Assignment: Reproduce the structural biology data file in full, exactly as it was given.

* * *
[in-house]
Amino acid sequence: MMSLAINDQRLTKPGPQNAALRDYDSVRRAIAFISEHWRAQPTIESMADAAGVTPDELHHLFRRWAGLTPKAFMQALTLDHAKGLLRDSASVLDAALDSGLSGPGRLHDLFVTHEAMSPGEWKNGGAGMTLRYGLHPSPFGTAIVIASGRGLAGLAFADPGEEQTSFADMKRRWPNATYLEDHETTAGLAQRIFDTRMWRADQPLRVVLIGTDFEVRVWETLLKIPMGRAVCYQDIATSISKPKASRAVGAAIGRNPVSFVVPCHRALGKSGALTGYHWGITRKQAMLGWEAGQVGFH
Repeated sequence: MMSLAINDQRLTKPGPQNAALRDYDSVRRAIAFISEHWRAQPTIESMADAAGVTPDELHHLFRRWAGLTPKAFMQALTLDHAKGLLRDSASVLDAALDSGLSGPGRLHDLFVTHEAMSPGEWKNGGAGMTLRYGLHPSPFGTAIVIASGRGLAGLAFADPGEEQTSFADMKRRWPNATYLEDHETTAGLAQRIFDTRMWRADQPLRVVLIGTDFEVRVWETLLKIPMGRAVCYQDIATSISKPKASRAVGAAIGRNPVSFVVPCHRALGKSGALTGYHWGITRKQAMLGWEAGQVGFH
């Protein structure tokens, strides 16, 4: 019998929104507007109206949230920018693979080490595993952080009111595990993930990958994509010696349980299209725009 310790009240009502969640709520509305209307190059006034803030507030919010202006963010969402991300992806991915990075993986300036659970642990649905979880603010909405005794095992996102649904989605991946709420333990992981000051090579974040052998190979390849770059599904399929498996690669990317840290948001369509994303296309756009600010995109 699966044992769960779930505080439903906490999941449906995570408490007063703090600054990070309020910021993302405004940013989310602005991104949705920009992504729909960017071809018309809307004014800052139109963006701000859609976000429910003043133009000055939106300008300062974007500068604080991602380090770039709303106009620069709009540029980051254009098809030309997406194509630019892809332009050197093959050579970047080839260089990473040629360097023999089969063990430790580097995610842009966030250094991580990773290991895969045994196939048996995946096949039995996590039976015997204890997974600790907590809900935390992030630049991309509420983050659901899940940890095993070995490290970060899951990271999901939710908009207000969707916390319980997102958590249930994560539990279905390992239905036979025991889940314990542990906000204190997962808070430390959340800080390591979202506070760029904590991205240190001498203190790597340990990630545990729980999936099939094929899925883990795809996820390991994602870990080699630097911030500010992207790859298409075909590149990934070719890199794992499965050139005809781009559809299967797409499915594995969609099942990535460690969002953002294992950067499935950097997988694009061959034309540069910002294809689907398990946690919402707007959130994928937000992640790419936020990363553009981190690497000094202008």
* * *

[in-house]
Amino acid sequence: MMSLAINDQRLTKPGPQNAALRDYDSVRRAIAFISEHWRAQPTIESMADAAGVTPDELHHLFRRWAGLTPKAFMQALTLDHAKGLLRDSASVLDAALDSGLSGPGRLHDLFVTHEAMSPGEWKNGGAGMTLRYGLHPSPFGTAIVIASGRGLAGLAFADPGEEQTSFADMKRRWPNATYLEDHETTAGLAQRIFDTRMWRADQPLRVVLIGTDFEVRVWETLLKIPMGRAVCYQDIATSISKPKASRAVGAAIGRNPVSFVVPCHRALGKSGALTGYHWGITRKQAMLGWEAGQVGFH
Repeated sequence: MMSLAINDQRLTKPGPQNAALRDYDSVRRAIAFISEHWRAQPTIESMADAAGVTPDELHHLFRRWAGLTPKAFMQALTLDHAKGLLRDSASVLDAALDSGLSGPGRLHDLFVTHEAMSPGEWKNGGAGMTLRYGLHPSPFGTAIVIASGRGLAGLAFADPGEEQTSFADMKRRWPNATYLEDHETTAGLAQRIFDTRMWRADQPLRVVLIGTDFEVRVWETLLKIPMGRAVCYQDIATSISKPKASRAVGAAIGRNPVSFVVPCHRALGKSGALTGYHWGITRKQAMLGWEAGQVGFH
């Protein structure tokens, strides 16, 4: 019998929104507007109206949230920018693979080490595993952080009111595990993930990958994509010696349980299209725009 310790009240009502969640709520509305209307190059006034803030507030919010202006963010969402991300992806991915990075993986300036659970642990649905979880603010909405005794095992996102649904989605991946709420333990992981000051090579974040052998190979390849770059599904399929498996690669990317840290948001369509994303296309756009600010995109 699966044992769960779930505080439903906490999941449906995570408490007063703090600054990070309020910021993302405004940013989310602005991104949705920009992504729909960017071809018309809307004014800052139109963006701000859609976000429910003043133009000055939106300008300062974007500068604080991602380090770039709303106009620069709009540029980051254009098809030309997406194509630019892809332009050197093959050579970047080839260089990473040629360097023999089969063990430790580097995610842009966030250094991580990773290991895969045994196939048996995946096949039995996590039976015997204890997974600790907590809900935390992030630049991309509420983050659901899940940890095993070995490290970060899951990271999901939710908009207000969707916390319980997102958590249930994560539990279905390992239905036979025991889940314990542990906000204190997962808070430390959340800080390591979202506070760029904590991205240190001498203190790597340990990630545990729980999936099939094929899925883990795809996820390991994602870990080699630097911030500010992207790859298409075909590149990934070719890199794992499965050139005809781009559809299967797409499915594995969609099942990535460690969002953002294992950067499935950097997988694009061959034309540069910002294809689907398990946690919402707007959130994928937000992640790419936020990363553009981190690497000094202008």